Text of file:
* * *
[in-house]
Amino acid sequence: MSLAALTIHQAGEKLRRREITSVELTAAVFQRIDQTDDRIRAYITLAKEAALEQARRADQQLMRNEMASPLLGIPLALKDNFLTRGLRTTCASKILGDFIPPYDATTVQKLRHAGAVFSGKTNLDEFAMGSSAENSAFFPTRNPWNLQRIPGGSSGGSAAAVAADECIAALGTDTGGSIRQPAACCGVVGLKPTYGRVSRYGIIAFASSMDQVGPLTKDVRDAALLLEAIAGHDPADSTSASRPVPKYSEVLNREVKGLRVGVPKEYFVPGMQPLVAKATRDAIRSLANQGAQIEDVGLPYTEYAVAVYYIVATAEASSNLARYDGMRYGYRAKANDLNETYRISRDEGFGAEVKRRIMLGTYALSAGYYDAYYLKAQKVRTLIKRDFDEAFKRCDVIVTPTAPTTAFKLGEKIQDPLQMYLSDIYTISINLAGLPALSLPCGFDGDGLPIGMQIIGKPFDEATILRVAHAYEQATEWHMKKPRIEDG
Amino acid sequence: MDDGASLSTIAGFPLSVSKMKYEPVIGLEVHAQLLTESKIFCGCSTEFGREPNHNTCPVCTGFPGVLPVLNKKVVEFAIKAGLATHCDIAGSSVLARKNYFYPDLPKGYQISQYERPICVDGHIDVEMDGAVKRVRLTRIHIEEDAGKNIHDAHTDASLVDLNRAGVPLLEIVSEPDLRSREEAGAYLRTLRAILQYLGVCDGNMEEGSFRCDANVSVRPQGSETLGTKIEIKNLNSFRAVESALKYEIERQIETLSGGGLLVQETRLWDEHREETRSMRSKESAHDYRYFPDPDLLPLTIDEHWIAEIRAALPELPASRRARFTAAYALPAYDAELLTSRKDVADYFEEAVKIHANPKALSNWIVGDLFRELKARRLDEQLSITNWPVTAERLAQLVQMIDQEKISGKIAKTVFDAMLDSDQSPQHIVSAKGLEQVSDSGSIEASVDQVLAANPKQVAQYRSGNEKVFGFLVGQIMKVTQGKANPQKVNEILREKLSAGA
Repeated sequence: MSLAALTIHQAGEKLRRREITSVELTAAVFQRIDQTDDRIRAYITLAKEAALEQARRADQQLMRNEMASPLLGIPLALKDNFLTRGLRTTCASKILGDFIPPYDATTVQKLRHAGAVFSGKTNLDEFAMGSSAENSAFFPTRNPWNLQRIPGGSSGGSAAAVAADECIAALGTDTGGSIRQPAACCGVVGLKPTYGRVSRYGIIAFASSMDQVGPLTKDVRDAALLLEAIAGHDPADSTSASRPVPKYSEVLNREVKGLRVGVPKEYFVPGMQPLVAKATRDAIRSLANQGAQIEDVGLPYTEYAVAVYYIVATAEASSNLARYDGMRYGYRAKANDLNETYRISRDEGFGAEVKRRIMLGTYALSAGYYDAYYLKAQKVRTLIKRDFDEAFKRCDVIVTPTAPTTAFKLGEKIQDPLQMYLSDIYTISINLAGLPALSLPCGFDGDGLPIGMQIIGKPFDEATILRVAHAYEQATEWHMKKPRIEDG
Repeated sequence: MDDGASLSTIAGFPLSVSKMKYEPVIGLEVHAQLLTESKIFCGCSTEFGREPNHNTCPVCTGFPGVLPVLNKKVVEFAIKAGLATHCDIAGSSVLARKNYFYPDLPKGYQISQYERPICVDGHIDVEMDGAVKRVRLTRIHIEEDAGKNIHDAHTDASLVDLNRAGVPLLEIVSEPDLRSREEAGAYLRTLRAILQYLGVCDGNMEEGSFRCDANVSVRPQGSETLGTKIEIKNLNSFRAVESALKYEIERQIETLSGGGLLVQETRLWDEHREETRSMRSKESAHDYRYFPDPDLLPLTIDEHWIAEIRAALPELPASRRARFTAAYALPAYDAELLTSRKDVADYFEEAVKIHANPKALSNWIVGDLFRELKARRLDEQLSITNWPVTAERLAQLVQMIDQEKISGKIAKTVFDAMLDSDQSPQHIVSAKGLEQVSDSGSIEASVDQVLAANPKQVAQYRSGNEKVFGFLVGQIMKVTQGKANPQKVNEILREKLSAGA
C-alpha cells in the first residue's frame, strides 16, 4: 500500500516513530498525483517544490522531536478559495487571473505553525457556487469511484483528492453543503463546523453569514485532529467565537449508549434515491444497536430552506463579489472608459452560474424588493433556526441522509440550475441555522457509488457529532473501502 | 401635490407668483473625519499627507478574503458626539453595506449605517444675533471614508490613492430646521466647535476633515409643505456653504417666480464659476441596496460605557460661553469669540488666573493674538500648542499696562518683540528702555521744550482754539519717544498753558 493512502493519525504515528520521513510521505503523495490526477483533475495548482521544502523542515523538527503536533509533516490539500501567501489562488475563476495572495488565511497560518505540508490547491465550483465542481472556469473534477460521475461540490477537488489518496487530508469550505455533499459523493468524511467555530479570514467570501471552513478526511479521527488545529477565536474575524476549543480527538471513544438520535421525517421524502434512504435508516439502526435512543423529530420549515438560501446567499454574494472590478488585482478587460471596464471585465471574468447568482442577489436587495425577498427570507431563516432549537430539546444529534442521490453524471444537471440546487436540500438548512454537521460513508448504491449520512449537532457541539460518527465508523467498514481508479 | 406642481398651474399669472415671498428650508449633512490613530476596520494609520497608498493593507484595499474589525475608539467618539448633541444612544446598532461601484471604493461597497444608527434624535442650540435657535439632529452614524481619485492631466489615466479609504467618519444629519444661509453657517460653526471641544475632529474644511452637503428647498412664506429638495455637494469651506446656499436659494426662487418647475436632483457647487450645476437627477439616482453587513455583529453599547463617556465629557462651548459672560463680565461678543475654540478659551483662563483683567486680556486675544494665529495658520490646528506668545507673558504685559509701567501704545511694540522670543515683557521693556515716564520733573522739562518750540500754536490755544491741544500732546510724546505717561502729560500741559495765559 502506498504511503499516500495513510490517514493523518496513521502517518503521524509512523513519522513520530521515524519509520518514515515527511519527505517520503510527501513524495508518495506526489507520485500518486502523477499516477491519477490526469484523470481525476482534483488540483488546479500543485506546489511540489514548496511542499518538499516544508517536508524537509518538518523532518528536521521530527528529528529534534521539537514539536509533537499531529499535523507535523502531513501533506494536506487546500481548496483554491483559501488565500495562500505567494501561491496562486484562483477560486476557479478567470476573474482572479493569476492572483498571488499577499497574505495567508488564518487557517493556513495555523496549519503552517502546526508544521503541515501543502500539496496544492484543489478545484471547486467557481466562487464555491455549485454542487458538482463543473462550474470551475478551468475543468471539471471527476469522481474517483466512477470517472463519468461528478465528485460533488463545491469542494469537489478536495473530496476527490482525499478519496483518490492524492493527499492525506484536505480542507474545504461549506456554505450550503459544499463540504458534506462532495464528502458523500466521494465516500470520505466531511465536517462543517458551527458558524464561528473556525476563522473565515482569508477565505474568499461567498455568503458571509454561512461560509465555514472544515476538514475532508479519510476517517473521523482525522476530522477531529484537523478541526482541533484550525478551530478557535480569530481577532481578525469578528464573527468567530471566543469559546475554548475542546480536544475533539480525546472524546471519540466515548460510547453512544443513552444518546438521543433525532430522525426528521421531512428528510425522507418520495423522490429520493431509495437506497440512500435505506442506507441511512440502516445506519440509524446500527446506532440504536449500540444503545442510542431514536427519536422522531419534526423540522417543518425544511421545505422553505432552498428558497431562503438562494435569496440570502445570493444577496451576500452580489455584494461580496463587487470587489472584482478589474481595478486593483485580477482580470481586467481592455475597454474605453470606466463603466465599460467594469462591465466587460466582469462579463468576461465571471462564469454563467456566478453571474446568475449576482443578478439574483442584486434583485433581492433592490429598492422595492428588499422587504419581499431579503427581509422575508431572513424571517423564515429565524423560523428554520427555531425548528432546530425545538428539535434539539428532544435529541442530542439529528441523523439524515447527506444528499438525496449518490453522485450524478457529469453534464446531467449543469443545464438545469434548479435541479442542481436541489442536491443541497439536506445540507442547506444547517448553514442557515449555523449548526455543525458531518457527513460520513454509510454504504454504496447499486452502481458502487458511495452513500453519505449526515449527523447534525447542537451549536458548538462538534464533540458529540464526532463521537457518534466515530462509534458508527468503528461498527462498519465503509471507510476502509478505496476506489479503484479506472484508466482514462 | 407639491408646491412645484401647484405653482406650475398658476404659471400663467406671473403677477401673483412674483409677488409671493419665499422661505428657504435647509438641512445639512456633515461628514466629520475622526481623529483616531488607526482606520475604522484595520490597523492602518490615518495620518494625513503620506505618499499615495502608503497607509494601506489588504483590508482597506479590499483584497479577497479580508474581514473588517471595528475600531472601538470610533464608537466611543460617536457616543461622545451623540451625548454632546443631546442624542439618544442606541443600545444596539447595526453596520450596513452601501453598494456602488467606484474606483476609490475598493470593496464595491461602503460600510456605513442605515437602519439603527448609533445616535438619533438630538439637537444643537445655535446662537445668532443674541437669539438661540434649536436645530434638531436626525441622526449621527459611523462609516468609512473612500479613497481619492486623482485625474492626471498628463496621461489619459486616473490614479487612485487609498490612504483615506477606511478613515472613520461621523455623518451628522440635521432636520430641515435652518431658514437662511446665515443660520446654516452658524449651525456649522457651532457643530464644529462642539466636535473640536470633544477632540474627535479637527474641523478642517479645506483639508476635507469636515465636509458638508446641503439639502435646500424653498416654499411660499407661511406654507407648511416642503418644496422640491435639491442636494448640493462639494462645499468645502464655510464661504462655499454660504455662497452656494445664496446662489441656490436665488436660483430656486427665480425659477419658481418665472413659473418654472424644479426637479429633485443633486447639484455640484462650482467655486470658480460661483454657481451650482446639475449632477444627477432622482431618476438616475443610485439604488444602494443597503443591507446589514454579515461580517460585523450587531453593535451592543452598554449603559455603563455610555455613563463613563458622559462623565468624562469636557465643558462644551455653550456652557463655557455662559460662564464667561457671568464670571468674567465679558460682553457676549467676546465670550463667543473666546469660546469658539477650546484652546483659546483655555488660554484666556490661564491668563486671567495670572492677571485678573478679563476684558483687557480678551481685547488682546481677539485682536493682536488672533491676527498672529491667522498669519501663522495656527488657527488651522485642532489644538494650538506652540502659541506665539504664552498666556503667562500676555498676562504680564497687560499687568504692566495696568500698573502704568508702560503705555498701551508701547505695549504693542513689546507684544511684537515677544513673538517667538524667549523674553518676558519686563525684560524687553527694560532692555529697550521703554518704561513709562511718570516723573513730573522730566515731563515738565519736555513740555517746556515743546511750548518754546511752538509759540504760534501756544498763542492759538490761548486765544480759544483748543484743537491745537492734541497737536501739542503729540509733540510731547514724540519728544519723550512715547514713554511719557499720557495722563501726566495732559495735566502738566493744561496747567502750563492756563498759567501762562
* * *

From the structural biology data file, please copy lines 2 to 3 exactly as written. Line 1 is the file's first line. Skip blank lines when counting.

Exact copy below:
Amino acid sequence: MSLAALTIHQAGEKLRRREITSVELTAAVFQRIDQTDDRIRAYITLAKEAALEQARRADQQLMRNEMASPLLGIPLALKDNFLTRGLRTTCASKILGDFIPPYDATTVQKLRHAGAVFSGKTNLDEFAMGSSAENSAFFPTRNPWNLQRIPGGSSGGSAAAVAADECIAALGTDTGGSIRQPAACCGVVGLKPTYGRVSRYGIIAFASSMDQVGPLTKDVRDAALLLEAIAGHDPADSTSASRPVPKYSEVLNREVKGLRVGVPKEYFVPGMQPLVAKATRDAIRSLANQGAQIEDVGLPYTEYAVAVYYIVATAEASSNLARYDGMRYGYRAKANDLNETYRISRDEGFGAEVKRRIMLGTYALSAGYYDAYYLKAQKVRTLIKRDFDEAFKRCDVIVTPTAPTTAFKLGEKIQDPLQMYLSDIYTISINLAGLPALSLPCGFDGDGLPIGMQIIGKPFDEATILRVAHAYEQATEWHMKKPRIEDG
Amino acid sequence: MDDGASLSTIAGFPLSVSKMKYEPVIGLEVHAQLLTESKIFCGCSTEFGREPNHNTCPVCTGFPGVLPVLNKKVVEFAIKAGLATHCDIAGSSVLARKNYFYPDLPKGYQISQYERPICVDGHIDVEMDGAVKRVRLTRIHIEEDAGKNIHDAHTDASLVDLNRAGVPLLEIVSEPDLRSREEAGAYLRTLRAILQYLGVCDGNMEEGSFRCDANVSVRPQGSETLGTKIEIKNLNSFRAVESALKYEIERQIETLSGGGLLVQETRLWDEHREETRSMRSKESAHDYRYFPDPDLLPLTIDEHWIAEIRAALPELPASRRARFTAAYALPAYDAELLTSRKDVADYFEEAVKIHANPKALSNWIVGDLFRELKARRLDEQLSITNWPVTAERLAQLVQMIDQEKISGKIAKTVFDAMLDSDQSPQHIVSAKGLEQVSDSGSIEASVDQVLAANPKQVAQYRSGNEKVFGFLVGQIMKVTQGKANPQKVNEILREKLSAGA